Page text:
We develop a two sector general equilibrium model with capital accumulation and convex adjustment costs. We use the model to study capital asset pricing and reallocation, as well as optimal consumption and investment decisions. With two sectors, the consumer balances diversification against the potential productivity and efficiency gains of investing more heavily in one sector. The general framework nests and extends standard equilibrium macro-asset pricing models. We show conditions under which aggregates are immune to the distribution of capital and in contrast, when the distribution becomes crucial for both sectoral and aggregate values.
Applications of the framework highlight the importance of heterogeneity and capital liquidity — the ability to reallocate capital — for economic growth and asset pricing. Misallocated capital creates risk and reduces utility, but correcting it through capital reallocation reduces efficiency and growth.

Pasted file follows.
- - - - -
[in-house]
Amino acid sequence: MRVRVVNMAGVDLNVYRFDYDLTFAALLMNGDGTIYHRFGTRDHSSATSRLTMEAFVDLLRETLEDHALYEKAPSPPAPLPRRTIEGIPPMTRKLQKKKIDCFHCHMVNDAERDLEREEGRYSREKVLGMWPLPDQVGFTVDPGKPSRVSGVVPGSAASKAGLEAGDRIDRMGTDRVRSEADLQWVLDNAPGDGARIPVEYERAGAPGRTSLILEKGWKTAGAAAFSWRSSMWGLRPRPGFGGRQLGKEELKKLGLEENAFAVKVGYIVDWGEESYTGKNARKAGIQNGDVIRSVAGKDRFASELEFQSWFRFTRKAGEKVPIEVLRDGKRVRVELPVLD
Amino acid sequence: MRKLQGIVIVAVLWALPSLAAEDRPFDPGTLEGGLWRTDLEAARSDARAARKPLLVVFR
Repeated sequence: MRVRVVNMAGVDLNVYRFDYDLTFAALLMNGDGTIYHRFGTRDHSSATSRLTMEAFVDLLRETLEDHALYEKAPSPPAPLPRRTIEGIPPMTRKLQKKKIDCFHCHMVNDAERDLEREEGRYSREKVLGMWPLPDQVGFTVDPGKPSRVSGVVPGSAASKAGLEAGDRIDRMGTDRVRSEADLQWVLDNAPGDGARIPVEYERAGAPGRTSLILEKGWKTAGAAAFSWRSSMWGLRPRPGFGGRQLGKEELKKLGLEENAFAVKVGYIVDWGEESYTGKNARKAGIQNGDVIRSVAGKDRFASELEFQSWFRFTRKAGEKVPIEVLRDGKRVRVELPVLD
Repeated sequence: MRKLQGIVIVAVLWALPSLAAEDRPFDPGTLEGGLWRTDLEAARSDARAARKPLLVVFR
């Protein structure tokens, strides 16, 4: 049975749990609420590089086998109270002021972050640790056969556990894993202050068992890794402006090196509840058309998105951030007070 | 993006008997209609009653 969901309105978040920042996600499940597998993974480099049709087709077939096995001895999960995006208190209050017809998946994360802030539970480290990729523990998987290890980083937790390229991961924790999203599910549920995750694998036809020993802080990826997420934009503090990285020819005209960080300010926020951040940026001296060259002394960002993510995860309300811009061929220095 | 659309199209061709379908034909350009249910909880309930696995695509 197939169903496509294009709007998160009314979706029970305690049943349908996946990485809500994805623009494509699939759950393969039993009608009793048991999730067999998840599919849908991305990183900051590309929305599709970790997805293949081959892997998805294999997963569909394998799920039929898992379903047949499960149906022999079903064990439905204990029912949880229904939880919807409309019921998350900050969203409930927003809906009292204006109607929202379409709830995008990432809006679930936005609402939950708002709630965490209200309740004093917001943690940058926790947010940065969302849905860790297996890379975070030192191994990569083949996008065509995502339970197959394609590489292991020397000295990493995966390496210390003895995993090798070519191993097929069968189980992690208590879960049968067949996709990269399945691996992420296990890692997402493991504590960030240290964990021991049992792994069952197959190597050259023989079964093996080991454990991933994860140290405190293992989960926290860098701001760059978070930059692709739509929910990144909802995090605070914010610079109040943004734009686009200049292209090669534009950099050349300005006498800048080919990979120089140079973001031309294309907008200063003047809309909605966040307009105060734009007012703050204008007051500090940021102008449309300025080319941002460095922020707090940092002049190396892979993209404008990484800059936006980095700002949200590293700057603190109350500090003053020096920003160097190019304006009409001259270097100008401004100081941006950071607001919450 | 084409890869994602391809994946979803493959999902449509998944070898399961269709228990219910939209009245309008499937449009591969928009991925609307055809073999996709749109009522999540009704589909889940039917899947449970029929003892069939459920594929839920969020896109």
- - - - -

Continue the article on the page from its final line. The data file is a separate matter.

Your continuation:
Eberly, Janice, and Neng Wang. "Reallocating and pricing illiquid capital: Two productive trees." Working paper, Columbia Business School, 2010.
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